In a high-level AD&D campaign, there was a hapless ranger who was constantly getting killed and being resurrected at great expense. Mostly to himself, I believe--he was deeply in debt to an order of clerics, at a time when the other PCs were getting rich and building strongholds.
For some reason, this irritated another PC, an assassin. I'm not sure if it irritated the PC, or the player.
At any rate, the assassin player approached the GM, saying he wanted to assassinate the ranger. The ranger had no more money available, so this would be his final death.
The GM and assassin player had an impromptu, one-on-one session where the assassin described his plans for finding the ranger in town once the next adventure was over, and how he would go about trying to kill him when his guard was down. The ranger was a creature of habit
The GM dug up the ranger's stats, and they duelled it out in a hypothetical street ambush - the assassin PC played by his player, and the GM played the ranger, with the GM throwing a few curveballs to try to understand the assassin's backup plans. The mock fight ends with the ranger dead. Satisfied with his plan, the assassin ends his private session.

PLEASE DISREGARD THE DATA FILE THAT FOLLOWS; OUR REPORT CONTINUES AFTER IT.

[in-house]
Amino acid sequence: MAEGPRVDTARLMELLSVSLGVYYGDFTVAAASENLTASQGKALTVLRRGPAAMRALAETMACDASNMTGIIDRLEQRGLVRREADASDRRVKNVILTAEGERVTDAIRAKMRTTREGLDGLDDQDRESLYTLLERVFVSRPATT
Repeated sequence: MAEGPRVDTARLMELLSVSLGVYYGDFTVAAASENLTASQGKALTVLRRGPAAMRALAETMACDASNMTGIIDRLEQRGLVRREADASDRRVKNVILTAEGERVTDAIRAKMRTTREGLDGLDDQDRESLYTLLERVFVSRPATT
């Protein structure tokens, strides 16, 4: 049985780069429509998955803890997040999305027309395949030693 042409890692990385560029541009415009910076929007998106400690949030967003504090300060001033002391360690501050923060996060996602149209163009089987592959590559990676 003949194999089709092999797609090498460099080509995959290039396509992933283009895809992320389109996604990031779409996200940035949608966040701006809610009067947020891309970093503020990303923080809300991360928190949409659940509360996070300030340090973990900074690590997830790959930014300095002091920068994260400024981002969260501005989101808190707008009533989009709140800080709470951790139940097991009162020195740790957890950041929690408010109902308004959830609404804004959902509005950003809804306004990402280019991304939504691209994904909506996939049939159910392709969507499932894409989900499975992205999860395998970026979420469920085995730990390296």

Time passes. During the group's next session they return to town, at which time the ranger heads off to his usual haunts, exactly as the assassin predicted.
The GM suddenly declares to the ranger that he's under attack by a masked assailant! Using the strategies the assassin described during the rehearsal fight, the GM plays the assassin as an NPC.
The ranger is dumbfounded - who is this guy? Why is he attacking me? His questions are never answered: the fight goes as expected, and the ranger is dead. As far as the player can tell, a high-powered NPC came out of nowhere and killed his veteran PC, for no reason.
With no more cash to his name and too indebted to them already for the church to take pity, it's his final death.
* * *
Other than the fact that the ranger player doesn't know what happened to this day, that's all I know. Still, I have many questions.
Does this sound awesome or awful to you?
Do you think the ranger player had fun?
Does it matter if the ranger player knew it was potentially a competitive game between players?
Did the assassin player get an "extra turn"?
Is it okay that the ranger player still doesn't know what went down?
Is there a meaningful boundary between the game and the players' relationships?